NASA new discovery: In case you were wondering, it's not space-oriented. No, according to the folks at Space Ref, an expedition to the Arctic Ocean has uncovered an area saturated in microscopic marine plant life, one that's richer than any other ocean on Earth. ICESCAPE (Impacts of Climate on EcoSystems and Chemistry of the Arctic Pacific Environment) took a good, hard look at the waters around Alaska's western and northern using optical technology. What they found was nothing short of astounding.
"Part of NASA's mission is pioneering scientific discovery, and this is like finding the Amazon rainforest in the middle of the Mojave Desert," said NASA's ocean biology and biogeochemistry program manager Paula Bontempi. "We embarked on ICESCAPE to validate our satellite ocean-observing data in an area of the Earth that is very difficult to get to. We wound up making a discovery that hopefully will help researchers and resource managers better understand the Arctic."
After drilling a three-feet thick hole into the ice, scientists uncovered phytoplankton, which are the base of all marine life. Originally, authorities on the subject believed these plants grew only after the sun-soaked summer months had thinned the ice. However, thanks to recent shifts in climate, the phytoplankton are thought to grow in areas where they were once absent. The discovery has caused quite a stir.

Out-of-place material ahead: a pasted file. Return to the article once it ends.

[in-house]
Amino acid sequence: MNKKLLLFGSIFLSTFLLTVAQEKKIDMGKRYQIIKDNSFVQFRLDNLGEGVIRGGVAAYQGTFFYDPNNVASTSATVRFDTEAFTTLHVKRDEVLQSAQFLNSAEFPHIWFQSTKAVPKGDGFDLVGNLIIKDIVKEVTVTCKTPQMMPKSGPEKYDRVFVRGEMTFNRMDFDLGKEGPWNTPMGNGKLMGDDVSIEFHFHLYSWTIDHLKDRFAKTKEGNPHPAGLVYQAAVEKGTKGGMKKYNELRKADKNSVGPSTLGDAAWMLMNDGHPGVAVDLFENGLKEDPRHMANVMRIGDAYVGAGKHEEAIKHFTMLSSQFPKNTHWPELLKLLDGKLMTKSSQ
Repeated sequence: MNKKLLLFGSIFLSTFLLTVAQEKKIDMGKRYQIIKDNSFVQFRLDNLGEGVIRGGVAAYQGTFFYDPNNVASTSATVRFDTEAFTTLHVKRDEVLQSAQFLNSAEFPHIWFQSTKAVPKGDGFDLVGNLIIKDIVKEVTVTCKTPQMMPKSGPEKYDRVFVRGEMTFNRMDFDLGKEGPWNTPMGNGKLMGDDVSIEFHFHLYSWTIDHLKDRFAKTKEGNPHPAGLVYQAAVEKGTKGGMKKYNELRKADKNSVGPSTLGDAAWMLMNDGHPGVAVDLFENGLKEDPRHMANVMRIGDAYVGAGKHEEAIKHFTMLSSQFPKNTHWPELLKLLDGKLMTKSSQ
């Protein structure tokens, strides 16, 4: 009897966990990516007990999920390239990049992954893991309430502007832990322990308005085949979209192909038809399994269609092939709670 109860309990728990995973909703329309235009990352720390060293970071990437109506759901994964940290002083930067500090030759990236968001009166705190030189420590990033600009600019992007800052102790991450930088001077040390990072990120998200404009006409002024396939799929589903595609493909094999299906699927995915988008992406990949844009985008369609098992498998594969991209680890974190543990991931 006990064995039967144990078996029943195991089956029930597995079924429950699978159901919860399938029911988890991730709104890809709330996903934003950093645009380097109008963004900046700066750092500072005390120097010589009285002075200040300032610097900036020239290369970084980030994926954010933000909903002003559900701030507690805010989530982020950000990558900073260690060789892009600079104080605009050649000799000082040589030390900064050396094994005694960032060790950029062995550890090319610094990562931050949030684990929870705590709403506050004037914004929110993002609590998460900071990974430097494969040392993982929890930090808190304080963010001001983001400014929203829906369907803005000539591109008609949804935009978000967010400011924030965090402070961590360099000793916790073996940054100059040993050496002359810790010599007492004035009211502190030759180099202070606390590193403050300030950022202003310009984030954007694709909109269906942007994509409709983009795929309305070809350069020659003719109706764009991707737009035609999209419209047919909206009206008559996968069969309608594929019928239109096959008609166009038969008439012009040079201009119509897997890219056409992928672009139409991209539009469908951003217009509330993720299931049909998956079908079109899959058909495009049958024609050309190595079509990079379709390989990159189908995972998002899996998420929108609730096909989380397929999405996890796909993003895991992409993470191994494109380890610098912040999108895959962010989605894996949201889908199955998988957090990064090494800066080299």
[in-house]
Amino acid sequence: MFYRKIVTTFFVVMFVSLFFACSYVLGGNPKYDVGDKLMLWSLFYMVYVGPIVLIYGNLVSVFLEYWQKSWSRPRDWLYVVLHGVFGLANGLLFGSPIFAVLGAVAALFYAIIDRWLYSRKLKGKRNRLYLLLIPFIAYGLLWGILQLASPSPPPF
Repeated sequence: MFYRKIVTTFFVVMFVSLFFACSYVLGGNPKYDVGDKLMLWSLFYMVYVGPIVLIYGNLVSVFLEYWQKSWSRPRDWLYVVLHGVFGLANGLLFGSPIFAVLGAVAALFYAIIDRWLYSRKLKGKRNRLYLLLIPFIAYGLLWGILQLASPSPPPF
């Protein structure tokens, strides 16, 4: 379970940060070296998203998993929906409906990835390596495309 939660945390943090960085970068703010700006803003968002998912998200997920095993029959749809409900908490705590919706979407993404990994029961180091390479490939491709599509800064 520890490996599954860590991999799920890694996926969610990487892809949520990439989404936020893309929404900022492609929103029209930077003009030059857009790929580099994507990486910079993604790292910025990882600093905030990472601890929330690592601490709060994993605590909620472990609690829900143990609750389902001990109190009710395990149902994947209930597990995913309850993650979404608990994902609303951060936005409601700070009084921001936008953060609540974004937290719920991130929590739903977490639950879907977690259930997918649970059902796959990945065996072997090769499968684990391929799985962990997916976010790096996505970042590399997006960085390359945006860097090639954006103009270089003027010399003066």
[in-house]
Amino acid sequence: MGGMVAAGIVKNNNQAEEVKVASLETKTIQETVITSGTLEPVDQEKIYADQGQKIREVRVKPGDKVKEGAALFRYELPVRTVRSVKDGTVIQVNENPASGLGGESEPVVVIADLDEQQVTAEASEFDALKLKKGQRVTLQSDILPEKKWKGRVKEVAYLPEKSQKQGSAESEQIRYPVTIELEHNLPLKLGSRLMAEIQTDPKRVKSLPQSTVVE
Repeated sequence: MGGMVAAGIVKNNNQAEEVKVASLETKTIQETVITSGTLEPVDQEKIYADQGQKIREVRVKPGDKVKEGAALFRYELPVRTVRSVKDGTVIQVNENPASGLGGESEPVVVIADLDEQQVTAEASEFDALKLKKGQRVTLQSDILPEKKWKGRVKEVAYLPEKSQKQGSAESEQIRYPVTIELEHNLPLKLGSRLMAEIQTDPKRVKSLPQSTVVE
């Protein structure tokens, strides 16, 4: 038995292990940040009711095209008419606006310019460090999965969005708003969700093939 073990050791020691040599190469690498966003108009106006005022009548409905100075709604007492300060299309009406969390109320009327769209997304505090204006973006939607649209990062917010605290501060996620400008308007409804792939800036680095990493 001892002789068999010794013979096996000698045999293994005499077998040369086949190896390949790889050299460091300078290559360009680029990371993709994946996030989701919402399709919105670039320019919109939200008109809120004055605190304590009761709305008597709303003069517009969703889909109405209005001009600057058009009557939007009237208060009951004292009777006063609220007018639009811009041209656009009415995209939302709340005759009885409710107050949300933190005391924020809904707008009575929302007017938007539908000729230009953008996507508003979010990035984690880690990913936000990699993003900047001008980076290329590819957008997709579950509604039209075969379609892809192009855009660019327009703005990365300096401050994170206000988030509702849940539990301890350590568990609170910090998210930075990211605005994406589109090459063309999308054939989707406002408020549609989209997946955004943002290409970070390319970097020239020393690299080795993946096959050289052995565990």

"At this point we don't know whether these rich phytoplankton blooms have been happening in the Arctic for a long time and we just haven't observed them before," ICESCAPE mission leader Kevin Arrigo explained. "These blooms could become more widespread in the future, however, if the Arctic sea ice cover continues to thin."
The downside: Animals that rely on the plant life for food may miss their opportunity to consume the phytokplankton since these creatures have timed their life cycles around the blooming season. "If their food supply is coming earlier, they might be missing the boat," Arrigo stated.